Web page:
Tuesday, July 04, 2006

Independence gone Ballistic

Celebrating freedom this year has taken a very different turn. What I'm about to share may sound unpatriotic - especially on the 4th of July. Nonetheless I can't seem to shake the ideas. We (the USA) sent a rocket into space today. Tonight the predominance of Americans will watch or launch some type of fire driven explosive device in the name of independence. Yet, we chastise the North Koreans for launching on a larger scale earlier today. Are these just today's pyrotechnics? Why are so many American's proud of our independence and simultaneously dismayed as North Korea expresses theirs?

I'm not trying to say that I endorse the missiles and potential atomic warfare that North Korea is engineering. Neither do I believe that America embodies some 'greater good' that is entitled to have such powers at its disposal. I mark today as another day of dissonance between words and deeds.

Last month I saw the media splash images of the dead 'enemy' American troops had bombed and killed - the dead face of Abu Musab al-Zarqawi still comes comes to mind. I remember being outraged that the morning news culture and many of its viewers had grown callous enough to show/view the image of this man's dead face (I saw it on ABC) again and again without anything other than celebration as if to say, "We killed their leader. Nanny nanny foo foo." Sure the guy above lead others in unspeakable and atrocious things; but, I don't want to celebrate his murder.

Although I'm not endorsing the behaviors of al Qaeda or the North Koreans, I am dismayed at the Independence Day rhetoric that rejoices in death and engages mild hysteria in the face of other cultures attempting to express their own independence. I can't help thinking that the North Korean missile launch today carries the weight of a question far greater than the media's implied message of, "Do you think they're going to bomb us?" (Which by the way, is probably the very question on the minds of many in the middle east these days in reference to the US.)

Today as patriotic swags flap in the breeze and the air waves fill with anthems and lingo endorsing our life, liberty and the pursuit of happiness I find myself asking, "At what cost?" Are Americans the only ones who get to choose what liberty or happiness look like for ourselves and others? I think many a wise person has argued historically that liberty gained at the expense of others is not really freedom. America is starting to come off more like a self-appointed world dictator than a global champion for democracy.

Despite my pride in the many young American's risking their safety in the name of preserving freedom (including my nephew-in-law currently deployed in Iraq) today's headlines help to confirm that the old message of 'Safe & Sane' is going a little Ballistic. Although I certainly don't have the answers, a myriad of questions have been exploding through my mind as I listen to the repeated booms of fireworks throughout my neighborhood tonight. The sky lights up here with a bang and we say, "Oooh. Ahh..." The same thing happens half a world away and by now, there are probably many who have learned from experience to think, "Take cover, the American's are bombing again."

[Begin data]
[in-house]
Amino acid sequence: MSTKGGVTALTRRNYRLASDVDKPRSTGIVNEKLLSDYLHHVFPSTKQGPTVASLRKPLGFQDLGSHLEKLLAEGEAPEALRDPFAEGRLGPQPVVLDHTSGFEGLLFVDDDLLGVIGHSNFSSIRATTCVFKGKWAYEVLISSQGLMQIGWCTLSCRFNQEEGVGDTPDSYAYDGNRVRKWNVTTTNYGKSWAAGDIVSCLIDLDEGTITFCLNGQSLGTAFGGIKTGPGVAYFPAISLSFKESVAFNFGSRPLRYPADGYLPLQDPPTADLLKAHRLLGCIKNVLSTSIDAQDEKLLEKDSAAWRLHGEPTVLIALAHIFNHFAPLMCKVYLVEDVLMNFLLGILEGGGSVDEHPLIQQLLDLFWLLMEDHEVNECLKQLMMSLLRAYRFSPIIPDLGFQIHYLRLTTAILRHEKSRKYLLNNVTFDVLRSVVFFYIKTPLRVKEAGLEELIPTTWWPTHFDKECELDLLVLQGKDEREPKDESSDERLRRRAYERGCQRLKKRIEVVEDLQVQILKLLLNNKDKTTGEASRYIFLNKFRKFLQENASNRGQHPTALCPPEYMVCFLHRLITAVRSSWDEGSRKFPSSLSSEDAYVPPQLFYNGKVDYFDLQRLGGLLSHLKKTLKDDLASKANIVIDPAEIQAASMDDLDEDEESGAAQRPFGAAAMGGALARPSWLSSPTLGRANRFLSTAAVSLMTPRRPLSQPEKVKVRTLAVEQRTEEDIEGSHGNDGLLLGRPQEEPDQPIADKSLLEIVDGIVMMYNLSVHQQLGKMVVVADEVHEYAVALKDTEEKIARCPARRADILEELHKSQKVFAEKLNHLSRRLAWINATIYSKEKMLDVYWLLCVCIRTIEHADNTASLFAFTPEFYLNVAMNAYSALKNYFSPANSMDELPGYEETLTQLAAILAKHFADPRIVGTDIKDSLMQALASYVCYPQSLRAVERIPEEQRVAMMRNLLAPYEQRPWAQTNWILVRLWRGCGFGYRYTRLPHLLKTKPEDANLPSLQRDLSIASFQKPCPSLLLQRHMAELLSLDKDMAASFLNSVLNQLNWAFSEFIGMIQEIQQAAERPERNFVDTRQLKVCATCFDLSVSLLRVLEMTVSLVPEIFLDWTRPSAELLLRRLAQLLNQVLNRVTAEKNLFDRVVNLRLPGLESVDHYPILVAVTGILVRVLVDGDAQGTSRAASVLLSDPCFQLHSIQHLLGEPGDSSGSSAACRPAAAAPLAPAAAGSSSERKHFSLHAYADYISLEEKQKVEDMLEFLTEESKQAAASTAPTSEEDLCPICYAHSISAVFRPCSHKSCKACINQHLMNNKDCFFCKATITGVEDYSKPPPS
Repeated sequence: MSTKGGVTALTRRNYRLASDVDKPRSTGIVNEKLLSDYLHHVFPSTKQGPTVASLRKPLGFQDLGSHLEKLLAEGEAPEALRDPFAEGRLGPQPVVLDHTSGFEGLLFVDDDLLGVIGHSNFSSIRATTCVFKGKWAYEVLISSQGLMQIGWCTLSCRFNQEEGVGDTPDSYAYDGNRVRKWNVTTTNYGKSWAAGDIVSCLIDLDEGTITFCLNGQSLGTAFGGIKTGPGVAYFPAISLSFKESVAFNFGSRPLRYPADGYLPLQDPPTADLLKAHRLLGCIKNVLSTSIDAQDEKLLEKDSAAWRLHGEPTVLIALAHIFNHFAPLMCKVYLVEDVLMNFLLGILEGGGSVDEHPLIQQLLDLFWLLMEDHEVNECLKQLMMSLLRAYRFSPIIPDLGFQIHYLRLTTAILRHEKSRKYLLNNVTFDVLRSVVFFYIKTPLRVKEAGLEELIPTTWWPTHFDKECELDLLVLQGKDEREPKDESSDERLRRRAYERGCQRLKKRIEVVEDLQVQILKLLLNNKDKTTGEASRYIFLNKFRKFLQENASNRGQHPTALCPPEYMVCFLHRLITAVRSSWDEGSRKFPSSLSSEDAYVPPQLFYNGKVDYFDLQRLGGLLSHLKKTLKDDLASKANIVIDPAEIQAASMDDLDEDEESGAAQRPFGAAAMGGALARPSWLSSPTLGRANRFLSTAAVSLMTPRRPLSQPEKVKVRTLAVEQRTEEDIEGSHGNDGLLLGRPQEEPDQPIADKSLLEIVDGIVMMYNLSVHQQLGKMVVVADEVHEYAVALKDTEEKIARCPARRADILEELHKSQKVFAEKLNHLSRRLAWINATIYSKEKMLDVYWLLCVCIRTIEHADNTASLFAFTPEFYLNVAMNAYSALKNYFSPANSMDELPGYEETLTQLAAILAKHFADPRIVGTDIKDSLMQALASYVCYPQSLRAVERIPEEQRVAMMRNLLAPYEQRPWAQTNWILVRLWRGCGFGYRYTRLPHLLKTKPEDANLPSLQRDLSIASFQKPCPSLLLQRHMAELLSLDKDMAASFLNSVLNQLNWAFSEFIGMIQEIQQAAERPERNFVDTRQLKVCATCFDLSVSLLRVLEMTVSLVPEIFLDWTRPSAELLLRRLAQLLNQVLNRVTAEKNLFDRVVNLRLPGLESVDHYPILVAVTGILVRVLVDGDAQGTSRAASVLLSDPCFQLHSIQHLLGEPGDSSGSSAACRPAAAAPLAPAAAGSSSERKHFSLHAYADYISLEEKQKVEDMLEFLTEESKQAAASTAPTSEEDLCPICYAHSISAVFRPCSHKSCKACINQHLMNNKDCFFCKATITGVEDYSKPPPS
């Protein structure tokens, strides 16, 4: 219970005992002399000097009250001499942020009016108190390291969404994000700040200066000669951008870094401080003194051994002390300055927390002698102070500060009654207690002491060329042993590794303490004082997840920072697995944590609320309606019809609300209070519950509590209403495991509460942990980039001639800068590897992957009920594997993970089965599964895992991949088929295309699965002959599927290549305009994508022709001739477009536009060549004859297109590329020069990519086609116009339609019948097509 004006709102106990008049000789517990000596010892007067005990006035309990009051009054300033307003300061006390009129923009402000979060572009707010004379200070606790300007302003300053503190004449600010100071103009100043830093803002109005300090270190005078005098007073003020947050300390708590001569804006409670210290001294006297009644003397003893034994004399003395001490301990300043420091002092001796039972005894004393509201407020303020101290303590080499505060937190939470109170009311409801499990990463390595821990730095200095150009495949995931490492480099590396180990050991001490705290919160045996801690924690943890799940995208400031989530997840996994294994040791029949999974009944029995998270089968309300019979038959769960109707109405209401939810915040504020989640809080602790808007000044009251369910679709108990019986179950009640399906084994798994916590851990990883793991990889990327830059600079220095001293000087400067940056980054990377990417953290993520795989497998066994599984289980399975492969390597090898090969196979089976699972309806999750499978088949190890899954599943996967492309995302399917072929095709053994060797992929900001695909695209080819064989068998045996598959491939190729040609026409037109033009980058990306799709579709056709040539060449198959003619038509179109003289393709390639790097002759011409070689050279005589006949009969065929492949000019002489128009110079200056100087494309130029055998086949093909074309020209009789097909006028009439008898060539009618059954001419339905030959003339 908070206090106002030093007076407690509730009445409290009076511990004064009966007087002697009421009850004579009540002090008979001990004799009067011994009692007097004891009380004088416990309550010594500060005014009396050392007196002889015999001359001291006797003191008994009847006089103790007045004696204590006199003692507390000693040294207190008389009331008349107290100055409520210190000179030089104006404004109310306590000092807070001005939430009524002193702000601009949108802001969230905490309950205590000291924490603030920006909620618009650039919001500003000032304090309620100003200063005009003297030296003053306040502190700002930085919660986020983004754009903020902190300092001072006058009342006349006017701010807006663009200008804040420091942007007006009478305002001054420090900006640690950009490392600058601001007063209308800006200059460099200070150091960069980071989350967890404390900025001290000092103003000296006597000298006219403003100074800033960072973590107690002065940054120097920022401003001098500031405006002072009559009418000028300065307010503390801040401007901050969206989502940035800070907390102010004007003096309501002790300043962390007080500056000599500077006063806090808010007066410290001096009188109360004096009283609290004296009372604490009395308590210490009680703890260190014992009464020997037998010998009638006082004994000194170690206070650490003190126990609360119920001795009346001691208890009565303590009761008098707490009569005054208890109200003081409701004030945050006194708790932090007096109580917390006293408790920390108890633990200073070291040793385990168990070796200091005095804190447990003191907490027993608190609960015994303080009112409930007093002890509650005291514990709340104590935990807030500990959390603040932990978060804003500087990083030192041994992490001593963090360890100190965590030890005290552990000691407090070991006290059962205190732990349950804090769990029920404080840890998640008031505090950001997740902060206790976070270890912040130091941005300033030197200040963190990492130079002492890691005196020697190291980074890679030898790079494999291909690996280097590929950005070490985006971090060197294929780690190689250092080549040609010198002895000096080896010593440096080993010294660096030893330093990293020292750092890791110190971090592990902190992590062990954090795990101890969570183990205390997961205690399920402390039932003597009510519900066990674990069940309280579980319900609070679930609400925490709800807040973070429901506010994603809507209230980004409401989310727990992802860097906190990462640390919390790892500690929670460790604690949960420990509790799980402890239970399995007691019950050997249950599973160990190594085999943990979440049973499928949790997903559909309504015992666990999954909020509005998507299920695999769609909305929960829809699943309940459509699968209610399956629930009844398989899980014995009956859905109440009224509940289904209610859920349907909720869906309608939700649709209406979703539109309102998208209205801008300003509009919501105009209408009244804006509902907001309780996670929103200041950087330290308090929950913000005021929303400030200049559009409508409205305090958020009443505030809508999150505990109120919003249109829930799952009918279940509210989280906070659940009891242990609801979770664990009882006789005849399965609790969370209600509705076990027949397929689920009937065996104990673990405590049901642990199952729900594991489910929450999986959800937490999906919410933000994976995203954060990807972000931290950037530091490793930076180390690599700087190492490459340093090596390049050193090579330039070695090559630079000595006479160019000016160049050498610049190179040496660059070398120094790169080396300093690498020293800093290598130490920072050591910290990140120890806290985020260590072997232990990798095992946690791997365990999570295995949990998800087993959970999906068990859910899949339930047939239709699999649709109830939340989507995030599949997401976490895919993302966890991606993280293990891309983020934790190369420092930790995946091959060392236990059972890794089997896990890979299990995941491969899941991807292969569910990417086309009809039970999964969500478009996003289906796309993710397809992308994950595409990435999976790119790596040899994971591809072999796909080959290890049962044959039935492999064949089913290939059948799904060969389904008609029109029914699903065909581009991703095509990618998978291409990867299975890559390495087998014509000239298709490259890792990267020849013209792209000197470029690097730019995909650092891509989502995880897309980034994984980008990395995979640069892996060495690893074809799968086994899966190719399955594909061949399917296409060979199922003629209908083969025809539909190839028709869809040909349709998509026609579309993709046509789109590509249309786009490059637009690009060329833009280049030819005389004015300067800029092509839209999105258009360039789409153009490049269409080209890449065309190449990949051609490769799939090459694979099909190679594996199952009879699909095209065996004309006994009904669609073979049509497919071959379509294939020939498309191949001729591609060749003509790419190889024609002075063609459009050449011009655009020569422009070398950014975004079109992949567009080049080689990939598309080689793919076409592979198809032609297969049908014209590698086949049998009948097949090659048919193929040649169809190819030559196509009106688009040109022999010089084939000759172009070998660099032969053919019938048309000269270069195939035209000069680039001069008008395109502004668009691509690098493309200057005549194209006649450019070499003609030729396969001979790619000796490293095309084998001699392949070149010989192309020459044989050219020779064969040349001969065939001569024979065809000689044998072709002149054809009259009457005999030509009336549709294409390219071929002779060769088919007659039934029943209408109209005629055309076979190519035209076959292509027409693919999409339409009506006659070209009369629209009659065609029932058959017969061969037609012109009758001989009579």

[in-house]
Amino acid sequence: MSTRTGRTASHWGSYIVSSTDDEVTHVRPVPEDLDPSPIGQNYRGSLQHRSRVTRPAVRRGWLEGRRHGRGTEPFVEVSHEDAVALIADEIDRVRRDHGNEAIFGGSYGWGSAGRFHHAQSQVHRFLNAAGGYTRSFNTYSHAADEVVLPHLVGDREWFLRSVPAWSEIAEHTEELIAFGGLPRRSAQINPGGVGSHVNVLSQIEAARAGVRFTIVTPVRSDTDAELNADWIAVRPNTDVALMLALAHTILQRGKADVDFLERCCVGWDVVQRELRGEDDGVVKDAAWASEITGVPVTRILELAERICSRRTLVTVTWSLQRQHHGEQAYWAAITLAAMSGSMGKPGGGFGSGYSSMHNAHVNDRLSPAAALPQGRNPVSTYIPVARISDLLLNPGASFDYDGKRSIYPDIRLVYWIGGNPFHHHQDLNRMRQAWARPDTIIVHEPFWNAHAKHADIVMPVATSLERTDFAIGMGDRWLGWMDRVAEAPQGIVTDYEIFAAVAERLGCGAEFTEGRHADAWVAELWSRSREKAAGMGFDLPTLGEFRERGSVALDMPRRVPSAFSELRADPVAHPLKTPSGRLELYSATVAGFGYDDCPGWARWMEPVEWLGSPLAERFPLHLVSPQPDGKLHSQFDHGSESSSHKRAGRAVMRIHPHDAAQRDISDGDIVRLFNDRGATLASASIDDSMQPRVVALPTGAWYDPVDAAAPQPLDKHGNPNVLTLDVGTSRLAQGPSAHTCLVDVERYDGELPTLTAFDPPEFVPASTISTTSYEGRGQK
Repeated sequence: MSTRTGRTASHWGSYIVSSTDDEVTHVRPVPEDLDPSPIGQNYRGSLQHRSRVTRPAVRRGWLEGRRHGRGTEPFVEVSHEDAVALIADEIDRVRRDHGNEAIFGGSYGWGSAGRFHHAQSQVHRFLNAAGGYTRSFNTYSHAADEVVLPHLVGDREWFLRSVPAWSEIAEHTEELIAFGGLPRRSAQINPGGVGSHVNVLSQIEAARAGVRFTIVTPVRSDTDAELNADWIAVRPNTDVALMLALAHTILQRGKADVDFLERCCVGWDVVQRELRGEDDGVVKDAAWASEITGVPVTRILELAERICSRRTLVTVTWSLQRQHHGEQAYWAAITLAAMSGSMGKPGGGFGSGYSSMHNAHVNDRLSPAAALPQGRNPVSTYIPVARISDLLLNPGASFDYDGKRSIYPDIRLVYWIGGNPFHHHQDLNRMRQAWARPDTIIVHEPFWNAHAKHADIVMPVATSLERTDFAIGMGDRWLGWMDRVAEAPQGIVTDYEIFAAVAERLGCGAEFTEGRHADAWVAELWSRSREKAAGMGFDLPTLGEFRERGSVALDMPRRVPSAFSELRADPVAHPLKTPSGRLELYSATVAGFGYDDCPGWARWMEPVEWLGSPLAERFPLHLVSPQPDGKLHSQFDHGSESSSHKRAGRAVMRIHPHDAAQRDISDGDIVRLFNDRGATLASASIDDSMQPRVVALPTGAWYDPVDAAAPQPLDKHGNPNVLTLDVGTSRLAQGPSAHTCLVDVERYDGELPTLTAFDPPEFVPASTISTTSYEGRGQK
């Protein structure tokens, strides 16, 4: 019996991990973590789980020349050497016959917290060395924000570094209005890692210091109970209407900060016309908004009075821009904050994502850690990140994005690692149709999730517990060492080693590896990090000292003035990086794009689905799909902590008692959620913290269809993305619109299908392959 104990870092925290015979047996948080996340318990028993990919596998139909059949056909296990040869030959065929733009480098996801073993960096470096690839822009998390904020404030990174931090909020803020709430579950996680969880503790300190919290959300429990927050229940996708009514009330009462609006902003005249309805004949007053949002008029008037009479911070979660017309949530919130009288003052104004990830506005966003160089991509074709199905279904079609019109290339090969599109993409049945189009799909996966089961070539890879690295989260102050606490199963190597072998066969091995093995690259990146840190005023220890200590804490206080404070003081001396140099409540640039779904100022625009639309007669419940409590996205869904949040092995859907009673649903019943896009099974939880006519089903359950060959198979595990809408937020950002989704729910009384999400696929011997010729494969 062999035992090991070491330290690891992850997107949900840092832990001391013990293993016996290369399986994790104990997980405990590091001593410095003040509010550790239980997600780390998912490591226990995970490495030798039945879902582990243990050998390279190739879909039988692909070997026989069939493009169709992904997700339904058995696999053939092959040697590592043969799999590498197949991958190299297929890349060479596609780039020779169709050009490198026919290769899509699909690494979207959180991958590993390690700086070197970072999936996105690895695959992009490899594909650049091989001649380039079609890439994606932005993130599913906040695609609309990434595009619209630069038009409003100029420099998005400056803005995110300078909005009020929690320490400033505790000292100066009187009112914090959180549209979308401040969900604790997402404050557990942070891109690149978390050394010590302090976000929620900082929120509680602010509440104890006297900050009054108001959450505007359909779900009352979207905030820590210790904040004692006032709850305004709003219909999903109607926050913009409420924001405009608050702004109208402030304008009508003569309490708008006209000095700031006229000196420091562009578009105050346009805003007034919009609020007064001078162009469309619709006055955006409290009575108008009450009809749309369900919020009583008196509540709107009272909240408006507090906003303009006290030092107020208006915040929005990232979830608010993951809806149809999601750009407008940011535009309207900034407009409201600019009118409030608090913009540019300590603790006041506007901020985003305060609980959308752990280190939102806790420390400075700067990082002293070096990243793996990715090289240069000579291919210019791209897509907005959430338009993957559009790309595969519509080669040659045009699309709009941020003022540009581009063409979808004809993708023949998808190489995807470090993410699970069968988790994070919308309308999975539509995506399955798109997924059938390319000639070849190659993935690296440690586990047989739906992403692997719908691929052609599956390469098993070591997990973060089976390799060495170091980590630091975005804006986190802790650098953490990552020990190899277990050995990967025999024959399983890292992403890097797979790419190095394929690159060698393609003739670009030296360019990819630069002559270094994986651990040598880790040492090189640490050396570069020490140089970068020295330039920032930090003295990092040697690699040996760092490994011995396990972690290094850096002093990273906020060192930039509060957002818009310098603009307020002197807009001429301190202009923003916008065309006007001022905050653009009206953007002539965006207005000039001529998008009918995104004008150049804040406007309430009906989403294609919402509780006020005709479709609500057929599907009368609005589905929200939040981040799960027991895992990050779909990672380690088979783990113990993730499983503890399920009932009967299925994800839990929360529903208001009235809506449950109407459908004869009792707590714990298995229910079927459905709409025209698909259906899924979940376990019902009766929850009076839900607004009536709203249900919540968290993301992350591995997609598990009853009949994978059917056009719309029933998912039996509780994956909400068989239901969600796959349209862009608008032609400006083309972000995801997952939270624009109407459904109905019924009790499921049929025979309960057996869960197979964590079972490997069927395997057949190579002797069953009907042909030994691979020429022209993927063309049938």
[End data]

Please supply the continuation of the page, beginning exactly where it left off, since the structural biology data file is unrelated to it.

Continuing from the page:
At 11:28 AM, Blogger Hamilton Clan said...

House of Grace, This article is worth contemplating as well deeply. Hhmmmmm......

At 7:59 PM, Blogger House of Grace said...

Hey, friend! How's the location check out going? I'm eager to hear what you're finding!

At 4:45 PM, Blogger Tyson said...

House of Grace -
I'm slightly confused by this post, so I'm going to give you a slightly confused reply:

1) I own both swords and guns. Let's say a neighbor of mine, who only has a sword, is clearly an unstable character. He uses his sword to menace the people around him, drops veiled threats all the time, and has killed a few neighborhood pets. Is it hypocritical of me to not want him to have a gun?

2) Are you comparing one country launching a scientific mission and shooting some fireworks to another country testing a ballistic missile? Am I missing something here? How are these in any way politically or philosophically similar?

3) I personally don't care at all about the independence of any culture (including our own). I care about individual human freedom quite a bit, though. And I tend to think that North Korea losing it's independence would be a net gain for individual human freedom. Not only does this country have one of the worst civil liberties track records in history, but since the Korean war was put on 'pause' they have made a regular habit of kidnapping and/or killing South Korean and Japanese citizens. While I did not and do not support the war in Iraq, if we had done the exact same thing in North Korea I don't think it would have troubled me too much. This country is not just a bogeyman for the Bush Administration the way Iraq was - they regularly threaten and commit acts of aggression. (In fact, one of my beefs with the Bushies is that they have overextended America's military fighting the wrong enemy.)